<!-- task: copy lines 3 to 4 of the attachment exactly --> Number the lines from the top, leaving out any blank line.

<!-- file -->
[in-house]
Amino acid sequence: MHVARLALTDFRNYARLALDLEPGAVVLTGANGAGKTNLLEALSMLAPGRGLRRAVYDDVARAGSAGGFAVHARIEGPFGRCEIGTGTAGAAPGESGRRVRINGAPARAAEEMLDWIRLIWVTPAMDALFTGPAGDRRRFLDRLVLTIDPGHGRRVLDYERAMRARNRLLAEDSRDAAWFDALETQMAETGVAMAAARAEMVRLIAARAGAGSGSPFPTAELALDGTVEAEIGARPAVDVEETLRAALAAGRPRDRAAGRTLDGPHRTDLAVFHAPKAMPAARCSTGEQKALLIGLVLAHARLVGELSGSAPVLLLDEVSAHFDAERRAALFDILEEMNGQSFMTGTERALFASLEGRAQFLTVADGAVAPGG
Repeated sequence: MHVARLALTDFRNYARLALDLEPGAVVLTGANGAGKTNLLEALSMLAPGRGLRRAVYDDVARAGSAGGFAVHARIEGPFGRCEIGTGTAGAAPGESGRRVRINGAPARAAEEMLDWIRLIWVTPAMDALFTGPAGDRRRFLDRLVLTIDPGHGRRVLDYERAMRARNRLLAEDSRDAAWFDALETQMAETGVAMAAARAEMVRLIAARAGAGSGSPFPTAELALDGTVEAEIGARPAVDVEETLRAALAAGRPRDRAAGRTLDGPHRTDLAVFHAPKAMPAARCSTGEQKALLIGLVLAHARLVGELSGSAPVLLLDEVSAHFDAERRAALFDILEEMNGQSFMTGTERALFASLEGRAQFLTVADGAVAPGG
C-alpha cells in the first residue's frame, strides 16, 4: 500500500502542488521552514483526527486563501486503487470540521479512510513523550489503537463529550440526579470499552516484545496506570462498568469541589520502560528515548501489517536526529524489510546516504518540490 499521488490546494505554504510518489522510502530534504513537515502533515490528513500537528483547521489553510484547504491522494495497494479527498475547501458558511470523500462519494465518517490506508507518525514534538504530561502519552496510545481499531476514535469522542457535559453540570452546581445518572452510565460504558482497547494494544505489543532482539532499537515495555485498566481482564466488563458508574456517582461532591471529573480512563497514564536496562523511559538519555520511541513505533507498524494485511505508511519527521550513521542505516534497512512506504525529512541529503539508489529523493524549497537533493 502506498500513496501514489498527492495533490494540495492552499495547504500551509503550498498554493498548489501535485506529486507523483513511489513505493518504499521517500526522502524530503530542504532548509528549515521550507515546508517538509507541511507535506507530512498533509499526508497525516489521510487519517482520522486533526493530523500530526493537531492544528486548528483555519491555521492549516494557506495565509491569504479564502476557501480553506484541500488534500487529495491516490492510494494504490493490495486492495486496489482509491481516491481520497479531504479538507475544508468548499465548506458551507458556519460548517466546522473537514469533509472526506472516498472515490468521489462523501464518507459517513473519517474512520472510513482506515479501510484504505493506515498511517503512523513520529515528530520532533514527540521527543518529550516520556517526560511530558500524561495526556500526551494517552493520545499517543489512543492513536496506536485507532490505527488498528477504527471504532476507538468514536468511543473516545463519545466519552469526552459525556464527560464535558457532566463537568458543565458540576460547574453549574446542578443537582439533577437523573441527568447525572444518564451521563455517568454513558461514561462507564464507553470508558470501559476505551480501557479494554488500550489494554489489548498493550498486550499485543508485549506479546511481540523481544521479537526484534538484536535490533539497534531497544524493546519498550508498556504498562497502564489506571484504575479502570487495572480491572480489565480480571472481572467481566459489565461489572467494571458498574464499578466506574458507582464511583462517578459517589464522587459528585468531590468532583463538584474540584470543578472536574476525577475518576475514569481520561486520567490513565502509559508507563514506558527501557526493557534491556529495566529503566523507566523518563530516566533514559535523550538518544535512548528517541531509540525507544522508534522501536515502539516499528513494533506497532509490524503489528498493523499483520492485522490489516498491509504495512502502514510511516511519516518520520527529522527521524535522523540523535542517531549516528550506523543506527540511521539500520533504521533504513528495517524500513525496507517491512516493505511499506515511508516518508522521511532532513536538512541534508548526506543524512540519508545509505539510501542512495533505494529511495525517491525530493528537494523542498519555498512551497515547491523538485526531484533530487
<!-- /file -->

Repeated sequence: MHVARLALTDFRNYARLALDLEPGAVVLTGANGAGKTNLLEALSMLAPGRGLRRAVYDDVARAGSAGGFAVHARIEGPFGRCEIGTGTAGAAPGESGRRVRINGAPARAAEEMLDWIRLIWVTPAMDALFTGPAGDRRRFLDRLVLTIDPGHGRRVLDYERAMRARNRLLAEDSRDAAWFDALETQMAETGVAMAAARAEMVRLIAARAGAGSGSPFPTAELALDGTVEAEIGARPAVDVEETLRAALAAGRPRDRAAGRTLDGPHRTDLAVFHAPKAMPAARCSTGEQKALLIGLVLAHARLVGELSGSAPVLLLDEVSAHFDAERRAALFDILEEMNGQSFMTGTERALFASLEGRAQFLTVADGAVAPGG
C-alpha cells in the first residue's frame, strides 16, 4: 500500500502542488521552514483526527486563501486503487470540521479512510513523550489503537463529550440526579470499552516484545496506570462498568469541589520502560528515548501489517536526529524489510546516504518540490 499521488490546494505554504510518489522510502530534504513537515502533515490528513500537528483547521489553510484547504491522494495497494479527498475547501458558511470523500462519494465518517490506508507518525514534538504530561502519552496510545481499531476514535469522542457535559453540570452546581445518572452510565460504558482497547494494544505489543532482539532499537515495555485498566481482564466488563458508574456517582461532591471529573480512563497514564536496562523511559538519555520511541513505533507498524494485511505508511519527521550513521542505516534497512512506504525529512541529503539508489529523493524549497537533493 502506498500513496501514489498527492495533490494540495492552499495547504500551509503550498498554493498548489501535485506529486507523483513511489513505493518504499521517500526522502524530503530542504532548509528549515521550507515546508517538509507541511507535506507530512498533509499526508497525516489521510487519517482520522486533526493530523500530526493537531492544528486548528483555519491555521492549516494557506495565509491569504479564502476557501480553506484541500488534500487529495491516490492510494494504490493490495486492495486496489482509491481516491481520497479531504479538507475544508468548499465548506458551507458556519460548517466546522473537514469533509472526506472516498472515490468521489462523501464518507459517513473519517474512520472510513482506515479501510484504505493506515498511517503512523513520529515528530520532533514527540521527543518529550516520556517526560511530558500524561495526556500526551494517552493520545499517543489512543492513536496506536485507532490505527488498528477504527471504532476507538468514536468511543473516545463519545466519552469526552459525556464527560464535558457532566463537568458543565458540576460547574453549574446542578443537582439533577437523573441527568447525572444518564451521563455517568454513558461514561462507564464507553470508558470501559476505551480501557479494554488500550489494554489489548498493550498486550499485543508485549506479546511481540523481544521479537526484534538484536535490533539497534531497544524493546519498550508498556504498562497502564489506571484504575479502570487495572480491572480489565480480571472481572467481566459489565461489572467494571458498574464499578466506574458507582464511583462517578459517589464522587459528585468531590468532583463538584474540584470543578472536574476525577475518576475514569481520561486520567490513565502509559508507563514506558527501557526493557534491556529495566529503566523507566523518563530516566533514559535523550538518544535512548528517541531509540525507544522508534522501536515502539516499528513494533506497532509490524503489528498493523499483520492485522490489516498491509504495512502502514510511516511519516518520520527529522527521524535522523540523535542517531549516528550506523543506527540511521539500520533504521533504513528495517524500513525496507517491512516493505511499506515511508516518508522521511532532513536538512541534508548526506543524512540519508545509505539510501542512495533505494529511495525517491525530493528537494523542498519555498512551497515547491523538485526531484533530487